Infant immunization is an important measure for decreasing morbidity and mortality from infectious diseases.9 However, oral vaccines are often less effective than expected when used in developing countries, as described in a recent review,10 perhaps as a result of malnutrition, intestinal dysbiosis, or the presence of other inhibitory factors related to the local environment. Evidence that dysbiosis may influence vaccine responses include direct effects of intestinal bacteria on the ability of polio virus to infect target cells in the intestine11 and direct impairment by dysbiosis of the host immune response.12 Studies showing that probiotic interventions increase immune responses to oral vaccines in adults13 and animals14 support this hypothesis, although results in infants and children are equivocal.15,16
New DNA-based methods that use direct sequencing of short regions of the bacterial 16S ribosomal RNA (rRNA) gene produce a detailed picture of the gut microbiota, providing the relative abundance of taxa at multiple phylogenetic levels (ie, phylum, class, order, family, and genus).17 The intestinal microbiota of term infants is dominated by 4 major phyla: Actinobacteria, Bacteroidetes, Firmicutes, and Proteobacteria. The relative abundance of taxa within these phyla is influenced early in infancy by mode of delivery,18 gestational age,19 type of feeding,20 and locality.21,22 Early colonizers typically include commensal facultative anaerobes such as Escherichia coli and other Enterobacteriaceae (phylum Proteobacteria), followed by an increased relative abundance of strict anaerobes including Bifidobacterium (phylum Actinobacteria), Bacteroides (phylum Bacteroidetes), and Clostridium (phylum Firmicutes).1 Firmicutes includes several genera of importance to infant health including Streptococcus, Staphylococcus, and Lactobacillus, whereas the phylum Proteobacteria includes pathogens from the genera Escherichia, Shigella, and Campylobacter. The relative abundance of these taxa is used to define the gut microbiota.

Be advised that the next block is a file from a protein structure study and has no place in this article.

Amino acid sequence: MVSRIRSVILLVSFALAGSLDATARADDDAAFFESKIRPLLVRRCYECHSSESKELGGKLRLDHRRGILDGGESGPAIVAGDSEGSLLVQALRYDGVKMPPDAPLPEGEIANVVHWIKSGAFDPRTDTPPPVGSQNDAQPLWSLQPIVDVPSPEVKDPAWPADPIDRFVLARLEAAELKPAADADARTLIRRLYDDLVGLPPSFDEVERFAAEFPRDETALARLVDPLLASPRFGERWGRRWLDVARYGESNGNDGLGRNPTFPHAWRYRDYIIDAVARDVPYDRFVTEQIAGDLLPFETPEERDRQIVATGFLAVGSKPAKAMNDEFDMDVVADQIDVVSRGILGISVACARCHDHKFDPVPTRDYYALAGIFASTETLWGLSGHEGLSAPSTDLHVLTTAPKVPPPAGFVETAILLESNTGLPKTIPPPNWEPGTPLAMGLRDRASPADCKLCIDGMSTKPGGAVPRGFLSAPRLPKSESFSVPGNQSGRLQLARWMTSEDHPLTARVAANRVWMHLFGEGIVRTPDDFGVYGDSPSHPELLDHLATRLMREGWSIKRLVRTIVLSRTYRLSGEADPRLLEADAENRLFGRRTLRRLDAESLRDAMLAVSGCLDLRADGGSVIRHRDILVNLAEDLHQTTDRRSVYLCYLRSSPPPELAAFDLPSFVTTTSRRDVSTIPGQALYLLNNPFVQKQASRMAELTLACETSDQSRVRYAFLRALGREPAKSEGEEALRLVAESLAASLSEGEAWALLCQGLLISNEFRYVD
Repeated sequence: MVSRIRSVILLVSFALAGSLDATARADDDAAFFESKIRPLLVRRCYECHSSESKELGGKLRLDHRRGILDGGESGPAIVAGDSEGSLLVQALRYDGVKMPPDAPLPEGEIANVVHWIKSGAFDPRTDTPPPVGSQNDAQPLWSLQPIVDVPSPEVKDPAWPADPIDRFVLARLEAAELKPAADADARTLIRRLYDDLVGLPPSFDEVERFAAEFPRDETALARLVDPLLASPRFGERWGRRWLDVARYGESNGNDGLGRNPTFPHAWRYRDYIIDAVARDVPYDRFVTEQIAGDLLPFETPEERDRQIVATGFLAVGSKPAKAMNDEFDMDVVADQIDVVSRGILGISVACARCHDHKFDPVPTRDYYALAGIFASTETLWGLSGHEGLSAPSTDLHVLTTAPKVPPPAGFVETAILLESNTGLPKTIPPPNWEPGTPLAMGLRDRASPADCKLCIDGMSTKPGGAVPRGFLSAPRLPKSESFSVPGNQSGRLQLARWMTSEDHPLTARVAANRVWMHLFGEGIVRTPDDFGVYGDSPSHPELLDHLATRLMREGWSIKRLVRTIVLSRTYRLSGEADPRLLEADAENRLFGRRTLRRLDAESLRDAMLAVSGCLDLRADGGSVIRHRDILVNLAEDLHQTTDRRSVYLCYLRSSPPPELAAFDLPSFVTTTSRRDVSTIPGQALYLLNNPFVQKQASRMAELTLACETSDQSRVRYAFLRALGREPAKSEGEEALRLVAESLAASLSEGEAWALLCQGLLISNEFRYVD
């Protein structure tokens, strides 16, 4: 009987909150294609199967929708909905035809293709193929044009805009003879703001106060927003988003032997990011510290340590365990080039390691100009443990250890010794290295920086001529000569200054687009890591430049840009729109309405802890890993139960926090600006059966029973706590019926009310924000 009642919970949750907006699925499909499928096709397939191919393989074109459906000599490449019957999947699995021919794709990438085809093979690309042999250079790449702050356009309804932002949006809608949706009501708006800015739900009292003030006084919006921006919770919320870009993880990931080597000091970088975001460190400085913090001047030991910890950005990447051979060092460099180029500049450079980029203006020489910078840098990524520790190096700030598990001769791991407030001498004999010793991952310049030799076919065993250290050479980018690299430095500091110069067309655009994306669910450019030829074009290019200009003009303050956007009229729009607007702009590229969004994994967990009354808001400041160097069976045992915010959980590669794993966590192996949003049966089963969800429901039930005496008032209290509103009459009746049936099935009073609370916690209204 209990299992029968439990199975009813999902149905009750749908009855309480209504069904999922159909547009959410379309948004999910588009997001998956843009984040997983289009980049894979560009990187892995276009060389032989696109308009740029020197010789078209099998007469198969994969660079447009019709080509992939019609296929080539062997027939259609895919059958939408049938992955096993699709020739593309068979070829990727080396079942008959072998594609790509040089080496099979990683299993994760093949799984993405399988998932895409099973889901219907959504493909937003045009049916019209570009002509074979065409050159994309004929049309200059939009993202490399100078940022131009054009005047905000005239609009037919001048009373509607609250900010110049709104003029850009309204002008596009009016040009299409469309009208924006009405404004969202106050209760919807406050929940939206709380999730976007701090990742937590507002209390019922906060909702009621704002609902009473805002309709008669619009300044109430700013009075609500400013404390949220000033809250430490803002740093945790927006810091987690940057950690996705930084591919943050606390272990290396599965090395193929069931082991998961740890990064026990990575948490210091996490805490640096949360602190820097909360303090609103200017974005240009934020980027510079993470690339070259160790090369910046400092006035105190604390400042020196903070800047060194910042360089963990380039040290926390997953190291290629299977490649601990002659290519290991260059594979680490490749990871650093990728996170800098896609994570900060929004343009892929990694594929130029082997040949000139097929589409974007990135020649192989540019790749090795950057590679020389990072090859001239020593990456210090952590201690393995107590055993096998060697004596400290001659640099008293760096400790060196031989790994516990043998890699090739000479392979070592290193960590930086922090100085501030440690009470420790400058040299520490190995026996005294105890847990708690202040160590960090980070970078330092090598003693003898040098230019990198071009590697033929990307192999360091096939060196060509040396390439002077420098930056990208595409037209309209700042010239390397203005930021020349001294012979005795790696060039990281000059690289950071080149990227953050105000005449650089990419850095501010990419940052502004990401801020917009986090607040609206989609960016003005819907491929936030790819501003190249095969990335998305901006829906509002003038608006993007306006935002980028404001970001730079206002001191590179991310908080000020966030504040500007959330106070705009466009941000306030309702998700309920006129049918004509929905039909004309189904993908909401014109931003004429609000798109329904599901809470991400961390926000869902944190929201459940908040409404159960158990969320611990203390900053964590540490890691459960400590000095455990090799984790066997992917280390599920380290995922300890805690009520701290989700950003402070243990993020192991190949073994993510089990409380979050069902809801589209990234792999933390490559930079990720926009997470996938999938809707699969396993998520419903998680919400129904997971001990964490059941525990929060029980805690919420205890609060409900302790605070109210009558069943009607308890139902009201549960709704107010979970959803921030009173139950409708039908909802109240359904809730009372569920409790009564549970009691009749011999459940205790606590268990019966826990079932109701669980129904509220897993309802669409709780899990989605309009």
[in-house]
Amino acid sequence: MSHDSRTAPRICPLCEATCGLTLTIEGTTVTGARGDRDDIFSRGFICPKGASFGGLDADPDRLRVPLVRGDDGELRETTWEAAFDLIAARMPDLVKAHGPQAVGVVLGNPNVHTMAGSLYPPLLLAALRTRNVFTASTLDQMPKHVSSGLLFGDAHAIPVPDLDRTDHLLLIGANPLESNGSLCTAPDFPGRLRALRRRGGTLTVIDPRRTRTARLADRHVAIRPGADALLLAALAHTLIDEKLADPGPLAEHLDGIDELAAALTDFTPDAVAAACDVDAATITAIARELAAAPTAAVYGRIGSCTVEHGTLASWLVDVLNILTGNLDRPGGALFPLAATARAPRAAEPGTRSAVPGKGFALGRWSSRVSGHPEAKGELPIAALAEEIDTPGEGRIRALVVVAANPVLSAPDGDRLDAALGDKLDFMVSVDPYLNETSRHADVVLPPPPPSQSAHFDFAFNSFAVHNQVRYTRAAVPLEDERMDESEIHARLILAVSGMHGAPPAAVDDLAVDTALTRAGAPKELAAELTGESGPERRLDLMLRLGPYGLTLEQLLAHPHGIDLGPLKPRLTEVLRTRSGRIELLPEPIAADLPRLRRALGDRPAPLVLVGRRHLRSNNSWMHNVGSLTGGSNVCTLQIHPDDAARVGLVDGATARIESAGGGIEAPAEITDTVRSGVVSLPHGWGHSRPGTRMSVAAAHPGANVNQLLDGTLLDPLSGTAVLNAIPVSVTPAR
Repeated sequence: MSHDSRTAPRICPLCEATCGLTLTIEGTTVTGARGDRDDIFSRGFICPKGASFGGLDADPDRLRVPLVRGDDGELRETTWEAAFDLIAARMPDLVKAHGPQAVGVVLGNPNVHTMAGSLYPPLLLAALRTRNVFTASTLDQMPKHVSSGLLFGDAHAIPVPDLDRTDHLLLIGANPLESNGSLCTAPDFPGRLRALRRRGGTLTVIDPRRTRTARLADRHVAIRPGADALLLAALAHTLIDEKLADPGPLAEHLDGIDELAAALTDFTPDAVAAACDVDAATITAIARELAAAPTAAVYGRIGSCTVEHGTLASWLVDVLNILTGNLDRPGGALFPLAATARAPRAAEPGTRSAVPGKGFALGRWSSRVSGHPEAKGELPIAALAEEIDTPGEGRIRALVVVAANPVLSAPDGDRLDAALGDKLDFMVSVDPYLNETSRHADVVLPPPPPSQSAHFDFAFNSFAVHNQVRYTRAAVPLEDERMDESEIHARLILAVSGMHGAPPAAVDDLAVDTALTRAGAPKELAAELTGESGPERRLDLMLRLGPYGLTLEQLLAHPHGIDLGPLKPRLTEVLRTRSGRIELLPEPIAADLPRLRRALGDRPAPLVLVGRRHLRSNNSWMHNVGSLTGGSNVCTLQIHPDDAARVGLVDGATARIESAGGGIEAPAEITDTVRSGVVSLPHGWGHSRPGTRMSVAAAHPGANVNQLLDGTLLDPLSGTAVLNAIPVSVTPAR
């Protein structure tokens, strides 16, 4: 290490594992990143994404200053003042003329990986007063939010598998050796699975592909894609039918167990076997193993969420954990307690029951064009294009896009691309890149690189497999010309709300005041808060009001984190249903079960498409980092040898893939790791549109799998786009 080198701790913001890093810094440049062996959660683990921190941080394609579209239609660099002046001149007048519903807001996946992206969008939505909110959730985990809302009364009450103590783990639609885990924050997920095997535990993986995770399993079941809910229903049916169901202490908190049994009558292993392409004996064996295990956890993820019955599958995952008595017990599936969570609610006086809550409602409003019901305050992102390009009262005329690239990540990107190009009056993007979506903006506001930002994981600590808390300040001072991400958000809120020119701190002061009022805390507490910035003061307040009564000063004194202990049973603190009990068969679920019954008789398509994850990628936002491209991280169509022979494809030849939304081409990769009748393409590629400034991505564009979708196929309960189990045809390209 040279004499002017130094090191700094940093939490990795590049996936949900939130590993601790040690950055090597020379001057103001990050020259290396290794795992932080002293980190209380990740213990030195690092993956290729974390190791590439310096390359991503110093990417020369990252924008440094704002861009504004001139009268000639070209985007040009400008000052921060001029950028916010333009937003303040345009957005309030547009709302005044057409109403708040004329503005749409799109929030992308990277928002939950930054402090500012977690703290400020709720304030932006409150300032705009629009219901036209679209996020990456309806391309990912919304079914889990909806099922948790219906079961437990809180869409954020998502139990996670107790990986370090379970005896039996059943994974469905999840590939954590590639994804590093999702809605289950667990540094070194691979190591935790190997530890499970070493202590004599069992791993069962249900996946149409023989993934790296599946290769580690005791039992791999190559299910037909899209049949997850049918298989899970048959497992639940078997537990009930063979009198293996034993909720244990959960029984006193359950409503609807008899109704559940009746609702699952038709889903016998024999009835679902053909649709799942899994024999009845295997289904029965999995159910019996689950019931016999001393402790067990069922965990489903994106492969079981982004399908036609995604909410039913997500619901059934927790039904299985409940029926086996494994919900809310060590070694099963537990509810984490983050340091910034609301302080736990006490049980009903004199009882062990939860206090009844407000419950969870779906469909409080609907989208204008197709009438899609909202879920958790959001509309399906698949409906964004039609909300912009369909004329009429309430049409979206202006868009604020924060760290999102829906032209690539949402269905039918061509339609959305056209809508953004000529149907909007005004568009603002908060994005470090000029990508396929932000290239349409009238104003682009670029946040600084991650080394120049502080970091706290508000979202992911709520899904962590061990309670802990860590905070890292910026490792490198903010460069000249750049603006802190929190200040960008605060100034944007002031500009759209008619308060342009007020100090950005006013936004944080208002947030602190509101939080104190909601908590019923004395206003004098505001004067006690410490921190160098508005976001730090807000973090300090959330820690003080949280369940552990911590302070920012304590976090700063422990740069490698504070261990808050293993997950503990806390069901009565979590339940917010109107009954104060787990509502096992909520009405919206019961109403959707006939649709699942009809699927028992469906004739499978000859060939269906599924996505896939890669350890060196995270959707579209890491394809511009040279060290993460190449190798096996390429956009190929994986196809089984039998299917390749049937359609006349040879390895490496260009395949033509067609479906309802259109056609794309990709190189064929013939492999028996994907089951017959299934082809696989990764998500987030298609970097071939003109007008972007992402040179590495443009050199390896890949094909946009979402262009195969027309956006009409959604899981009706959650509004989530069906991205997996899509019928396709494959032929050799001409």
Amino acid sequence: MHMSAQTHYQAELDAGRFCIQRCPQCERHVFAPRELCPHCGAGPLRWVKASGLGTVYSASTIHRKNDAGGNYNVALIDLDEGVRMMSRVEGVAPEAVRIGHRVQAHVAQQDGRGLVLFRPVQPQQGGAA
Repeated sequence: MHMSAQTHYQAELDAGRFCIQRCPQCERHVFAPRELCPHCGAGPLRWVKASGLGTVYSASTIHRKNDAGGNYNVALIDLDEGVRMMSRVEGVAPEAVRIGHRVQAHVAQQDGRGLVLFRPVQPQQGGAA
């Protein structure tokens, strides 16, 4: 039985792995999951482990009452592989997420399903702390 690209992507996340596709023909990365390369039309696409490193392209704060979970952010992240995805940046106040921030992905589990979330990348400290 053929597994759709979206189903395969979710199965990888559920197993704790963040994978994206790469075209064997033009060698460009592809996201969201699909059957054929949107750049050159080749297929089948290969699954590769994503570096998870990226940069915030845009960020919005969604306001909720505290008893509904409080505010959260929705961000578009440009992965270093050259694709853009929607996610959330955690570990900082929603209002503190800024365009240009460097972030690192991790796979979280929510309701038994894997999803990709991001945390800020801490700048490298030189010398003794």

In the current study we hypothesized that the composition of the gut microbiota would affect responses to oral and perhaps parenteral vaccines. To test this hypothesis, we characterized the microbiota from the stool of 48 Bangladeshi infants and measured responses to 4 vaccines: oral polio virus (OPV), bacille Calmette-Guérin (BCG; given to protect against tuberculosis), tetanus toxoid (TT), and hepatitis B virus (HBV) by using 2 methods for each vaccine. Vaccine-specific T-cell proliferation was measured for all vaccines; the delayed-type hypersensitivity (DTH) skin test to purified protein derivative (PPD) of Mycobacterium tuberculosis was measured as a second, functional indicator of response to BCG vaccination; and vaccine-specific immunoglobulin (Ig) G levels were measured for OPV, TT, and HBV using the antibody in lymphocyte supernatant assay23 as an index of the memory B-cell response.
The 48 infants in this study were the first to be recruited in a larger trial (clinicaltrials.gov identifier: NCT01583972) and were included here because a relatively complete set of immunologic data were available when funding became available to analyze stool microbiota. Procedures are summarized in Supplemental Table 3. Parents of infants born at the Maternal and Child Health Training Institute in Dhaka, Bangladesh, were approached during the third trimester and informed consent was obtained within 48 hours of birth. The study was approved by the Ethical Review Committee of the International Centre for Diarrhoeal Disease Research, Bangladesh (ICDDR,B) and by the Human Studies Committee of the World Health Organization.